Within this paper, you will find a comprehensive review of the United States prison system, and why it needs to analyzed to better support and reform the people of this country. I plan to persuade the other side (politicians and society) into seeing that the way the prison system is now, is not ethical nor economical and it must change. We have one of the world’s largest prison population, but also a very high rate of recidivism. Recidivism is when the prisoners continuously return to prison without being reformed. They return for the same things that they were doing before. So, this leads us to ask what exactly are we doing wrong? When this happens, we as a nation must continuously pay to house and feed these inmates. The purpose of a prison needs to be examined so we can decide if we really are reforming our inmates, or just continuing a vicious cycle. What is the true purpose of prison besides just holding them in a cell? There must be more we can do for these hopeless members of society.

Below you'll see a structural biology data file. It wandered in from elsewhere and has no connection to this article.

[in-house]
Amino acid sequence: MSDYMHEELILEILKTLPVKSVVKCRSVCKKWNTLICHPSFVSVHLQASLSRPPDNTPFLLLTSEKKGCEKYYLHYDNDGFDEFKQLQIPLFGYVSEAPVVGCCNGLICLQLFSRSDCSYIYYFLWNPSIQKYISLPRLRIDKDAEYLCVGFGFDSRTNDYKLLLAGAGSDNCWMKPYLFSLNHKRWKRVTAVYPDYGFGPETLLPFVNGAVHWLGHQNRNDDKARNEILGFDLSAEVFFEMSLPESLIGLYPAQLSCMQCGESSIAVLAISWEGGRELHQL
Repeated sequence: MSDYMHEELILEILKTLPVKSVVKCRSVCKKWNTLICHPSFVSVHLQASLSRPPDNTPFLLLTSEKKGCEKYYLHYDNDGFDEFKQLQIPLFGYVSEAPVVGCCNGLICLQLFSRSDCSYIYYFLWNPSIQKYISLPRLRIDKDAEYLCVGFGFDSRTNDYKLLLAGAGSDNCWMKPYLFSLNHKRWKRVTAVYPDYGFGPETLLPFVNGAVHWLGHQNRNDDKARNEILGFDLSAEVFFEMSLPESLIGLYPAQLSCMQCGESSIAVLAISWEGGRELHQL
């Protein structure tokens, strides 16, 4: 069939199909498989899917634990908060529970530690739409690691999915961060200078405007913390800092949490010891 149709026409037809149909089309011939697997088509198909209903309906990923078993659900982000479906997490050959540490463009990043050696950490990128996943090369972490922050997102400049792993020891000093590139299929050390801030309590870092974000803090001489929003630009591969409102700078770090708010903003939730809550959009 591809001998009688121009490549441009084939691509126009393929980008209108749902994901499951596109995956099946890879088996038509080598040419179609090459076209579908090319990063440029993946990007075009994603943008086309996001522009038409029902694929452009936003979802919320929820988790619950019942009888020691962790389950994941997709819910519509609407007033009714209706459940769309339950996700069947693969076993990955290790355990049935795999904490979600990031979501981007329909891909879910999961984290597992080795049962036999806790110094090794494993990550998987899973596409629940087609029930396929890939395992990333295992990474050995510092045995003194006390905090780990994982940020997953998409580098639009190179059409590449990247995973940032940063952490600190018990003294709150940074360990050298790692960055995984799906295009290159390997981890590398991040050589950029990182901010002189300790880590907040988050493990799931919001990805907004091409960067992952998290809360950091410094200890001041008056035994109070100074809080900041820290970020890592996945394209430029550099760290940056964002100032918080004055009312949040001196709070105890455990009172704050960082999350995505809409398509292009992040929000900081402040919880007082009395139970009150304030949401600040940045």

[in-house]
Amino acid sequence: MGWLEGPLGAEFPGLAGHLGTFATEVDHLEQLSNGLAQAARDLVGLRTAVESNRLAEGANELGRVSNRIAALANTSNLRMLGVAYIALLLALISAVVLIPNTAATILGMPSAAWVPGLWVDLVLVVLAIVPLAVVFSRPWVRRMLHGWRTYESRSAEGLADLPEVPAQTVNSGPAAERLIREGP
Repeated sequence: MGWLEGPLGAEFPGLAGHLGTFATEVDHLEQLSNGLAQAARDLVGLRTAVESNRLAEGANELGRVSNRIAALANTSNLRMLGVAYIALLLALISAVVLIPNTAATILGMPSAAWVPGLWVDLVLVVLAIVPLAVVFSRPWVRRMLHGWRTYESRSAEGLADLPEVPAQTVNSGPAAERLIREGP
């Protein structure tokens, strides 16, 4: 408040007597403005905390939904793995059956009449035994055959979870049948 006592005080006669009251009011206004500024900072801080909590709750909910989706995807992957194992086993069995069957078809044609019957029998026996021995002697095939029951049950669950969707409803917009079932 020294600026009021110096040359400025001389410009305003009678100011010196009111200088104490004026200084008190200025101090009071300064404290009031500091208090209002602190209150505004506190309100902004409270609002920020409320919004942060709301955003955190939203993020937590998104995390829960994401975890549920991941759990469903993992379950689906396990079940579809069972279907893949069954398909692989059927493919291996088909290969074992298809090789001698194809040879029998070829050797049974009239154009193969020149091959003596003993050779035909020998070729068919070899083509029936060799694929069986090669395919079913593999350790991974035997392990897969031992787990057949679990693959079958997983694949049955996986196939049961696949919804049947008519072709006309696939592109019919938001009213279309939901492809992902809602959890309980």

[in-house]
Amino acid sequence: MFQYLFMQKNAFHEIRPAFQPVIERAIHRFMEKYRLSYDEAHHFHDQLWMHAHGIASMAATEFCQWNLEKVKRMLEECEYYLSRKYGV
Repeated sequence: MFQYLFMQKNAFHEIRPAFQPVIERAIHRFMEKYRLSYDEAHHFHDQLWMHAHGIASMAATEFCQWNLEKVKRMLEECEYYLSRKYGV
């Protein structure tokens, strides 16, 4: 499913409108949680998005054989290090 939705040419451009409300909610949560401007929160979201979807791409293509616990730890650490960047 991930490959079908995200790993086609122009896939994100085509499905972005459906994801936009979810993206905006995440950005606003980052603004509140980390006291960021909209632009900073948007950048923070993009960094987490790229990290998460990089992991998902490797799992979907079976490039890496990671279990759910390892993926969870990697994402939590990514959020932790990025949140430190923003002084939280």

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Societies throughout history have always tried to service punishment or retribution over those that are considered delinquents or criminals in their society. The societies in the industrialized world have seen several transformations in their mission to achieve this level of discipline. Vast portions of the population have become very disenfranchised with their criminal justice system has meant that in recent years, and mostly since the 60 's, a main theme in exertion of control over societies deviants has been a state-sponsored attempt to rehabilitate criminal populations. In the face of steadily
For centuries governments have acted on behalf of society removing and punishing criminals with the goal of protecting its citizens. Criminals were arrested and locked-up in jails awaiting their sentencing. Once sentenced, they were publically humiliated, tortured, or killed. Early forms punishments were cruel and mostly focused on retribution.